Thursday, May 24, 2007

The Da Vinci Code Sequel, Or Prequel

It's been confirmed that there is to be a DVC followup film from the same writer-director team, and Tom Hanks is to star in it again. Production is set for early 2008, with a release at Xmas. Press reports say he is being paid more money than any star in history to resume that 1970s-style ageing-academic mullett haircut that caused as much critical comment as the plot itself. But the new film will not be a sequel, though one was promised for delivery in 2006, titled The Solomon Key.
Booksellers have been eagerly awaiting his next formula thriller, which reportedly deals with how America was designed by the Freemasons as a model state reflecting their own mythology (pyramid and 'all-seeing' eye on the back of the dollar bill etc). The delay is beginning to cause comment in the media gossip columns, three years having gone by since DVC apppeared in 2003. Apparently the title The Solomon Key may be abandoned. This may reflect Brown's penchant for literary jokes. The joke would be all those guidebooks that jumped the gun with titles along the lines of “A Guide To The Solomon Key” will all have to be recalled and rewritten.
Angels And Demons coverBrown may be hypersensitive since his plagiarism case brought by the two Holy Blood Holy Grail co-authors, and another brought by a US author. Though he was declared not guilty of copyright infringement, the judge said he had used parts of HBHG, and more or less accused Blythe Brown of avoiding testifying for fear of self-incrimination. His working methods were exposed as largely consisting of using chunks of info cribbed from two dozen other books plus Google searches done by his wife, so that he scarcely knew what his sources were. And book after book pointed out he had almost every single detail wrong, despite his preface claiming the novel's background was factual. This may be the real reason why the author himself recently announced the new book "is not yet near completion" - reportedly not a single word has been submitted to the publishers. It would be quite understandable if Brown was feeling cautious about issues of accuracy and originality, which would put a strain on his output, as his work is so inherently derivative.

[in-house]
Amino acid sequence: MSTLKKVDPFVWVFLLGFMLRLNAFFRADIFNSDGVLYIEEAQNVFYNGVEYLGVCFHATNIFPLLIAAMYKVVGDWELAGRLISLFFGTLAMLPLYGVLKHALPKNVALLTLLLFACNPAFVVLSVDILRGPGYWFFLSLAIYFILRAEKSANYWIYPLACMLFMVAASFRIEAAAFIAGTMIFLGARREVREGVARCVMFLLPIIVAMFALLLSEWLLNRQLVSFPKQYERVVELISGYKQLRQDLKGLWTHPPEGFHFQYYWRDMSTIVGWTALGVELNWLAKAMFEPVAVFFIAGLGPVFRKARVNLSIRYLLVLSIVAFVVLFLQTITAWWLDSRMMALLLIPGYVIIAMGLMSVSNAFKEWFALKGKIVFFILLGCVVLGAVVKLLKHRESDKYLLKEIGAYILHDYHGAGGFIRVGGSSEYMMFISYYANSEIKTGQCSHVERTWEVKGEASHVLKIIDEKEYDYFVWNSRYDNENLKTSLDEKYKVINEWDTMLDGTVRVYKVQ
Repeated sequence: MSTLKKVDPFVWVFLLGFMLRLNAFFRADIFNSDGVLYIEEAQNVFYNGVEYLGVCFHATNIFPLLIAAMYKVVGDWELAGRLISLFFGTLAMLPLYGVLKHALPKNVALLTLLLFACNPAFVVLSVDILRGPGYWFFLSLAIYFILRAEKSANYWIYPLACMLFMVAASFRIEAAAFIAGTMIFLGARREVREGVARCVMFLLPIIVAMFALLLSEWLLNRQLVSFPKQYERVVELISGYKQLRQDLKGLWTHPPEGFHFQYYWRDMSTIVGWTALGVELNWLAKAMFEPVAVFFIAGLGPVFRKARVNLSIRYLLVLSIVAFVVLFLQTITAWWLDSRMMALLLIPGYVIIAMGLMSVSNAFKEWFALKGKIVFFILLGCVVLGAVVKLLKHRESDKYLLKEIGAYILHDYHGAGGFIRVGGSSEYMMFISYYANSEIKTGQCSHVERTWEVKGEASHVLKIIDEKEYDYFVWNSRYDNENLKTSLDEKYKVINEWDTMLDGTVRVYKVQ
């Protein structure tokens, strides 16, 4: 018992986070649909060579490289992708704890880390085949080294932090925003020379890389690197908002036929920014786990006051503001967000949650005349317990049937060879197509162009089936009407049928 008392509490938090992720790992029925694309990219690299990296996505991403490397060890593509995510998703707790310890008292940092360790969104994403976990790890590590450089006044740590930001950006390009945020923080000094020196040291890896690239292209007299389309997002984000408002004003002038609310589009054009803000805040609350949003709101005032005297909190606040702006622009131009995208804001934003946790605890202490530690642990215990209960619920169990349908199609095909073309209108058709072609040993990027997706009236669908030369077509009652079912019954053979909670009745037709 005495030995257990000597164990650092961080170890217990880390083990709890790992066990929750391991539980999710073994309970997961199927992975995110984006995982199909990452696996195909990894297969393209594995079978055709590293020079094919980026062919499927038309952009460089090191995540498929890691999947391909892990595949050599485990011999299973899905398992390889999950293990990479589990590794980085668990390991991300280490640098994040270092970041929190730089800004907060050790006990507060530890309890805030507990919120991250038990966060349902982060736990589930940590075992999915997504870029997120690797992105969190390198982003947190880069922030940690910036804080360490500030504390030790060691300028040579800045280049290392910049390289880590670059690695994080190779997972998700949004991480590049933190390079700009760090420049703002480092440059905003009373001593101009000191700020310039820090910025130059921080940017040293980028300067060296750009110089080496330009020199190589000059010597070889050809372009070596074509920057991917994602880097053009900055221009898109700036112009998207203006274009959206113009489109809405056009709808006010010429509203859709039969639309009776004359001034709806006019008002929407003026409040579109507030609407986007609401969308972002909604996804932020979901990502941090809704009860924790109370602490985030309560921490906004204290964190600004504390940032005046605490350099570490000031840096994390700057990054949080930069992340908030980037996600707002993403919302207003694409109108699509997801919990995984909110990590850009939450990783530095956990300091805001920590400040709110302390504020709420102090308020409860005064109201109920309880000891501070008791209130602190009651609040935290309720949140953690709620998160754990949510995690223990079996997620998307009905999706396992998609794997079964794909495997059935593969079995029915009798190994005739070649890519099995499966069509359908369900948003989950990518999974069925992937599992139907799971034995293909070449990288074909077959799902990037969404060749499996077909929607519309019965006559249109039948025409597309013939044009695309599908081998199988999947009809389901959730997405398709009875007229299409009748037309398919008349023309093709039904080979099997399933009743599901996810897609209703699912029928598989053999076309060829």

Thus the filmmakers have been forced to look at his earlier Robert Langdon adventure Angels And Demons. It's a classic good-v-evil title, but the conspiracy theory is not one with a broad popular appeal like DVC's. (This time, Langdon is trying to protect the Vatican from a bomb set by that notional, all-knowing group The “Illuminati”.) Brown admitted in court the DVC's main theme of the church suppressing the role of women like Mary Magdalene was actually his wife Blythe's idea. His earlier books are just techno-thrillers like Digital Fortress or contrived Vatican-conspiracy cum techno-thrillers like Angels And Demons. None of these earlier books did anything like the massive business DVC did, after word-of-mouth support from conspiracy-conscious Americans who had never been interested in HBGH ideas in nonfiction format, but could take them on board as part of a formula conspiracy thriller. And the earlier Robert Langdon book also seems prey to the same criticisms of inaccuracy of background detail and contrived formula writing. For details, see this summary of Angels And Demons's plot.
It's hard to believe anyone really expects the film to have any word-of-mouth support, any appeal beyond curiosity. The filmmakers will no doubt make improvements on Brown's hopeless dialogue and plotting, but would probably have been better off writing an original Robert Langdon adventure, which would not be all that difficult, given the formula is so well established. And almost any professional writer could do a better job than Brown himself.